Mounted between the engines and two side bays for short-range air-to-air missiles, the Su-57 features two sizable internal weapon bays. The ten internal and six external hardpoints can carry R-74M Archer and R-77M Adder air-to-air missile (AAM); Kh-38M air-to-surface missiles; Kh-31AD and Kh-35U anti-ship missiles and; Kh-31PD and Kh-58UShK anti-radiation missiles.
The integration of new long-range cruise missiles on the jet is crucial as it has been predicted that Russia could use the Su-57 for ground strike missions at a distance and steer clear of enemy territory to evade detection by US/NATO E-3 Sentry Airborne Early Warning (AEW) planes, which are constantly patrolling the bloc’s territory.
Russia Is Constantly Improvising
The Su-57, often known as Felon in NATO terminology, is a Russian multipurpose fighter of the fifth generation. The aircraft is intended for use in air-to-ground combat and air superiority/dominance. The aircraft features the newest onboard technology, radar-absorbing coating, internal secret weapons bays, and a supersonic cruise speed.
They are communications, pilot interface, and advanced cockpit. These might be technologies enabled by artificial intelligence (AI), according to Russian official media.
Vladimir Artyakov, First Deputy General Director of Rostec, noted this year that the Su-57 platform is evolving. “Its combat capabilities are increasing; the most modern technologies are being introduced into the vehicle. That is, its effectiveness continues to grow,” he told the media.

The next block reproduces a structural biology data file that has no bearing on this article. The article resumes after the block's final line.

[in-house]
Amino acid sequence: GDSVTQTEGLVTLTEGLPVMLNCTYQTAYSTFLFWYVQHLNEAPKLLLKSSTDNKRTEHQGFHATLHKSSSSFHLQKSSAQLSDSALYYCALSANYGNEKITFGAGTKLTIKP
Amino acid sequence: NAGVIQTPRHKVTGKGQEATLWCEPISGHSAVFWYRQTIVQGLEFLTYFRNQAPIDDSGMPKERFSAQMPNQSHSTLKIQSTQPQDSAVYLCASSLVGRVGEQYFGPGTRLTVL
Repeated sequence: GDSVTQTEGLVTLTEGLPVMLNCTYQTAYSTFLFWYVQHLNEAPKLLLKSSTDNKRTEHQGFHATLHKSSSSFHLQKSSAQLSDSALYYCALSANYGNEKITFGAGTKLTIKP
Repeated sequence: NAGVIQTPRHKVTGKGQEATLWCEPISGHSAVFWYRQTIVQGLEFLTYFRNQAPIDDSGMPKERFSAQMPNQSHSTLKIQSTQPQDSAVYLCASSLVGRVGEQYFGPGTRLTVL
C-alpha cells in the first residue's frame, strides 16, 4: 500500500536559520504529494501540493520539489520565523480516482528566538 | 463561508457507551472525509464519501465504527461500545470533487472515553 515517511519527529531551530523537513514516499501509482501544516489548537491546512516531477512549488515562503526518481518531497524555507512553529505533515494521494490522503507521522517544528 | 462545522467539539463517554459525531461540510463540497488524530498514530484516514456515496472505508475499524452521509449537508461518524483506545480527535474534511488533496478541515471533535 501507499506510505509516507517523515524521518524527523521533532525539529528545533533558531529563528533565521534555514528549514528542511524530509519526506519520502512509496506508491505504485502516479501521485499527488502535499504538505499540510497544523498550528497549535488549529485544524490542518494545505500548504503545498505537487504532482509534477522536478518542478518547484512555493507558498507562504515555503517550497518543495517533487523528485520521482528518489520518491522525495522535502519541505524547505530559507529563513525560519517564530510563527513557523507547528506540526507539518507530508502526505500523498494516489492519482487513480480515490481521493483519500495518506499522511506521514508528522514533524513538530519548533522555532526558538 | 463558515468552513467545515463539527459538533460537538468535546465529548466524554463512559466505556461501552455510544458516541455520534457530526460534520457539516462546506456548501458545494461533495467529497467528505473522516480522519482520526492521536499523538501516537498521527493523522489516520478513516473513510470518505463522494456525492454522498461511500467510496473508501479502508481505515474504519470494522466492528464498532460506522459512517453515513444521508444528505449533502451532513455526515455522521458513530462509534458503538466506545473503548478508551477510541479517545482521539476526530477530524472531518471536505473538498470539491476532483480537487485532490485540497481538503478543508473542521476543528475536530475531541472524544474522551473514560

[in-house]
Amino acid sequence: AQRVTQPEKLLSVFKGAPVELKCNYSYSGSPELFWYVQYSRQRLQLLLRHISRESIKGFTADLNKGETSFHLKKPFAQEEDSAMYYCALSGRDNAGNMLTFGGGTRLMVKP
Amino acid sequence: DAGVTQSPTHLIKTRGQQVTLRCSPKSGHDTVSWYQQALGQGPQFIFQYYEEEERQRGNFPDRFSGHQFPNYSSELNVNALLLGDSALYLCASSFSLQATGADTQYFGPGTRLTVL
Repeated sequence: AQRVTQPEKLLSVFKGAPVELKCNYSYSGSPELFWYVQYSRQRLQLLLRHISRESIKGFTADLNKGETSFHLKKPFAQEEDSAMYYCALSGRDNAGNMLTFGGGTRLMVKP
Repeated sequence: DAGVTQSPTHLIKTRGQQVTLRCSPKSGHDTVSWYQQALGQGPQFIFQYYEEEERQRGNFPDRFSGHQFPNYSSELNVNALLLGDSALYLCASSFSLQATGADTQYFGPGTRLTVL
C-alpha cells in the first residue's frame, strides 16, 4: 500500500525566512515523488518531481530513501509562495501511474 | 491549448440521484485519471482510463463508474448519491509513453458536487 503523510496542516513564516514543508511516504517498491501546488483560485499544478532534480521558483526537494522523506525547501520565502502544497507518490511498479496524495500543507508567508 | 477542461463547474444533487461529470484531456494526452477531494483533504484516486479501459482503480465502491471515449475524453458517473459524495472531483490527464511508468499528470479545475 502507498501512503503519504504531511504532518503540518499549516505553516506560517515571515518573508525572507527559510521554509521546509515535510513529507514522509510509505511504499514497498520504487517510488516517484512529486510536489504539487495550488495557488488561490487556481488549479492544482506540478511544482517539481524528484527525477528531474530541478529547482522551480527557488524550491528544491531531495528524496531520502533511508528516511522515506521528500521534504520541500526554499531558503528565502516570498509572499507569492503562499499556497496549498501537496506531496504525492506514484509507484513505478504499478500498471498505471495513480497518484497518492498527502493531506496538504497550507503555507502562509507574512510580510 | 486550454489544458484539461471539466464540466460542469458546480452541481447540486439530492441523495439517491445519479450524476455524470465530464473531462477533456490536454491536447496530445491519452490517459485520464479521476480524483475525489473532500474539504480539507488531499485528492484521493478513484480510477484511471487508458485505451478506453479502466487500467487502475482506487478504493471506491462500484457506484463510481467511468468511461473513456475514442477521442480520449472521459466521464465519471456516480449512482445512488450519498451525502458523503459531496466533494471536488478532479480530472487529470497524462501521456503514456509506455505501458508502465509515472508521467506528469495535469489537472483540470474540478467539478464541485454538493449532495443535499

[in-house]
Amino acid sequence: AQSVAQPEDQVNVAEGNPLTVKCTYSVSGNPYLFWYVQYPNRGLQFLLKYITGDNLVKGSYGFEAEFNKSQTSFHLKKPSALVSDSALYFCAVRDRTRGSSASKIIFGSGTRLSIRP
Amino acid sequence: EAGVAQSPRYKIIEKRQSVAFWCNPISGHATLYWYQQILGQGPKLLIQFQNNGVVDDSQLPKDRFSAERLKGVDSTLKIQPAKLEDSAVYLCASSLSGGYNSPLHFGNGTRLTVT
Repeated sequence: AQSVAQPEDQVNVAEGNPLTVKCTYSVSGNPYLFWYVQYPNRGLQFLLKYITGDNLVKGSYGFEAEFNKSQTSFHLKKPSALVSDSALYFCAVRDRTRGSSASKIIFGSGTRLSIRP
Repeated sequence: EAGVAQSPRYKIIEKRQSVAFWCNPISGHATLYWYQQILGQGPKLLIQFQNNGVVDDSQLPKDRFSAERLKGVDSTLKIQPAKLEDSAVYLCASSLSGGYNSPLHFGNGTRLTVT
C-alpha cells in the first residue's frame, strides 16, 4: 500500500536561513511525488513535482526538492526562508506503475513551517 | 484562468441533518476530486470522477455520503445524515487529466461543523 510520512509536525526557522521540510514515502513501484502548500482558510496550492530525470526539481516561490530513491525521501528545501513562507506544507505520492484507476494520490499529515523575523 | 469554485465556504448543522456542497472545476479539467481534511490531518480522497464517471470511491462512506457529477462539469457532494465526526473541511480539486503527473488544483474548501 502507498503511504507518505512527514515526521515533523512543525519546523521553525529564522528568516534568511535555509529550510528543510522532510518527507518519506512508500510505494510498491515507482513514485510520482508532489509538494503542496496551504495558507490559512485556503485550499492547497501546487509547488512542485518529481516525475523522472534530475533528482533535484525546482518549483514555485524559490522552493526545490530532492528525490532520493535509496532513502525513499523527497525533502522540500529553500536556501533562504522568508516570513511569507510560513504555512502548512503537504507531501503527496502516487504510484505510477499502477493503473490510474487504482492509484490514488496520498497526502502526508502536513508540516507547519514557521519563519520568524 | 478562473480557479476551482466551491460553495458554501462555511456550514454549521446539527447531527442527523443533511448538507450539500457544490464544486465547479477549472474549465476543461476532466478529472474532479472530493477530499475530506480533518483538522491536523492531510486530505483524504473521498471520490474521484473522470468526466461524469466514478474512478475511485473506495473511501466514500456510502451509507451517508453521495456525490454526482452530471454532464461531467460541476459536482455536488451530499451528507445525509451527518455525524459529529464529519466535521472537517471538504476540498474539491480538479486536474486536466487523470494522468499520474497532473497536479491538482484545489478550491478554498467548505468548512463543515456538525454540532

In addition, Artyakov declared that the current contract with the Russian Ministry of Defense would start to deliver Su-57 aircraft with second-stage engines. “Airplanes with the engine of the second stage are now undergoing flight tests. Already under the current serial contract, it is planned to supply the Su-57 with a new engine – the UEC and UAC are working on this,” Artyakov said.
He further added that the Su-57 is adapted for using the engine of both the first and second stages. “Even with the engine of the first stage, the fighter meets the basic requirements for a fifth-generation aircraft.”
Meanwhile, the Su-57s have reportedly been equipped with sensor fusion and data links that appeared to be supported by artificial intelligence and machine learning (AI-ML). For tactical tasks such as target distribution, attack trajectory selection, missile launch timing, and enemy fighter interference, the gadget provided “intelligent support to help the pilot decide under time pressure (and) help pilots in a pair (to) quickly interact.” An AI-enabled communication system for the Su-57 was purportedly developed in April by Rostec Corporation.
The Su-57 has been deployed in Ukraine to perform patrols. It was reportedly used in Ukraine in a June 2022 Suppression of Enemy Air Defense/Destruction of Enemy Air Defense (SEAD/DEAD) operation safely from within Russian territory.
The Su-57 is currently under low initial rate serial production, which is planned to be stepped up in a phased manner. In fact, despite facing stringent international sanctions imposed in the wake of the invasion, the Russian military-industrial complex announced the successful delivery of a new batch of Su-57 ‘Felon’ and Su-35S fighter jets to the Russian Aerospace Force in September this year.